The Real Soapmaker

Once past the front door, lavender infiltrates your senses immediately. This is the right place. The closer you come to the doorway, the more complex the smells become. Vanilla, rosemary and jasmine start to tickle your nose. Cinnamon and clove come more into focus with each step. The hallway would be dull without the exhilarating  smells that float you up the stairs to the first apartment on the left.

Shamus McClain opens the door wearing his signature hat, a newsies cap. His smile is infectious and his soaps are everywhere. The studio where Shamus lives has art all over the walls, a Himalayan salt lamp burning seemingly always and two cats, Gus and Oliver, lounging on the furniture. This same studio operates as the factory floor, distribution office and classroom of Shamus’s business: Real. Soaps.

“This has changed my life completely, seriously. And the last four years, I’ve learned so much. I’ve learned so much about myself and what I’m capable of,” Shamus said. “This is for sure the hardest thing I’ve ever done in my life.”

Real. Soaps started as a passion project that mirrored Shamus’s green lifestyle. Since then it has occupied the shelves of West Elm and made its way into Chicago’s artisan soap scene. Originally from Troy, New York, Shamus said he would always rather be outdoors. The smells of fresh peppermint and lavender fields have made their way into his soaps, and his respect for the environment manifests in his soapmaking process. In a cupboard under the sink, his cleaning supplies consist of vinegar and baking soda. I thought I was doing my environmental part by buying cleaners with little leaf emblems on them. It turns out, vinegar, baking soda and maybe some hydrogen peroxide is all you need to keep your home spotless and your air fresh.

The moment of recognition for Shamus came as it does for many of us: on Netflix. He was moved by a documentary, Chemerical, that tracks one family’s journey after taking Glade plug-ins, dish detergent, shampoo and chemicals out of their home. The air quality was tested before and after, and before the chemical clean out it was near toxic levels.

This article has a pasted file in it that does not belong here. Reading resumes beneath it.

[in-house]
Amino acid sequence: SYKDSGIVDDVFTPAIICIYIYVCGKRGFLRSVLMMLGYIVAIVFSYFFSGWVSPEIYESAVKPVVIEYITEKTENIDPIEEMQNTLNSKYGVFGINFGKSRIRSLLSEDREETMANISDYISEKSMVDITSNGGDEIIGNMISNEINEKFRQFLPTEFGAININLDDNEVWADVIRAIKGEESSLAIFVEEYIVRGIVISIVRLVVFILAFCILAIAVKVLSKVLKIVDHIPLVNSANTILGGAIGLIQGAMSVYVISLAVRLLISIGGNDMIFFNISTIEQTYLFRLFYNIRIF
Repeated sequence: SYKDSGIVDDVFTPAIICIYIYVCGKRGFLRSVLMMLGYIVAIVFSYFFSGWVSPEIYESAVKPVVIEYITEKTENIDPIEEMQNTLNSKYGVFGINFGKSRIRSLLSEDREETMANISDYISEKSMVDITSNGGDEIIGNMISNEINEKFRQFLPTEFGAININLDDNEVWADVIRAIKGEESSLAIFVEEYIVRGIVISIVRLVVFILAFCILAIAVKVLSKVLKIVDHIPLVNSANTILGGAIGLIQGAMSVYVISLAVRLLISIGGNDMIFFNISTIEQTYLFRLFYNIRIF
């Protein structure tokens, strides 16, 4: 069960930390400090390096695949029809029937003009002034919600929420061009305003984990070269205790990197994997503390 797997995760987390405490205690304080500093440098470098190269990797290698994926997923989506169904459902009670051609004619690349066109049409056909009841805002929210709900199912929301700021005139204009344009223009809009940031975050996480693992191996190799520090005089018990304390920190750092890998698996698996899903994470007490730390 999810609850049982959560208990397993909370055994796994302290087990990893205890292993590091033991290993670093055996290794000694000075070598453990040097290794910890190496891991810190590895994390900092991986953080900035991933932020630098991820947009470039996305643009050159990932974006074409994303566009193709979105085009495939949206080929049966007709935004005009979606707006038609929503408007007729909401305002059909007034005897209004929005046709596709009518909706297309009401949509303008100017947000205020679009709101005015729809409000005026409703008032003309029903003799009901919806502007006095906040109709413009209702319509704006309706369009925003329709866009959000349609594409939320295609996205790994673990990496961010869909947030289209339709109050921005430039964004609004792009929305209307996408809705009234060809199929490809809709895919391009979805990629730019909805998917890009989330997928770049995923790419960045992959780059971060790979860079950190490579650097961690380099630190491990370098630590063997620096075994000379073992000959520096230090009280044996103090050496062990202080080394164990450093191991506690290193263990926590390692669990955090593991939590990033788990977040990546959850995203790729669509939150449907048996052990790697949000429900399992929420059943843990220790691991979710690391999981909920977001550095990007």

In recent years, there has been a push to understand how the products we use as consumers affect our bodies and our general health. The conversation has reflected the idea that we have a right to know what goes in and on our bodies. The fight for accurate food labels and calorie disclosure is widespread. With American obesity rates steadily on the rise, understanding the relationship between food and health has become vital. The fight to understand what exactly “organic” and “all natural” means extends from the food world and into cosmetics. Our skin is the body’s largest and most vulnerable organ, yet body care like soap, body wash, lotion and cream does not need approval from the FDA.

The 1938 Federal Food, Drug & Cosmetic Act does not regulate the cosmetic field as heavily as food or drugs. Incidents such as the discovery of lead in lipsticks do not need to be reported publicly as we have seen with food and drug recalls. We as consumers assume being an “informed buyer” means taking the time to read labels and steering clear of synthetic fragrances and dyed purple lotions with names like “Enchanted Sprite Forest” and “Magenta Rain Dream.” Sadly, harmful chemicals come in all shapes, sizes and pretty packaging. It is often difficult to know what the ingredient list on the back of a cosmetic product means and the ways it can affect our health. Shamus has done extensive research. The products he makes are often based off of his own need for a healthy alternative to brand name products with questionable ingredients.

The actual components of soap are widely disputed. Many brands claim they make soap without glycerin which in reality is the byproduct of the chemical reaction that is required for soap to occur. Soaps are made from fats and oils, or their fatty acids, by treating them chemically with a strong alkali. So therefore all soaps involve chemical reactions, but this does not mean that the chemical treatment of a substance such as lye is harmful to health or skin. The FDA itself has extremely specific qualifications for what makes something a soap and what excludes it from this title, specifically:

  1. the bulk of the nonvolatile matter in the product consists of an alkali salt of fatty acids and the product’s detergent properties are due to the alkali-fatty acid compounds, and
  2. the product is labeled, sold, and represented solely as soap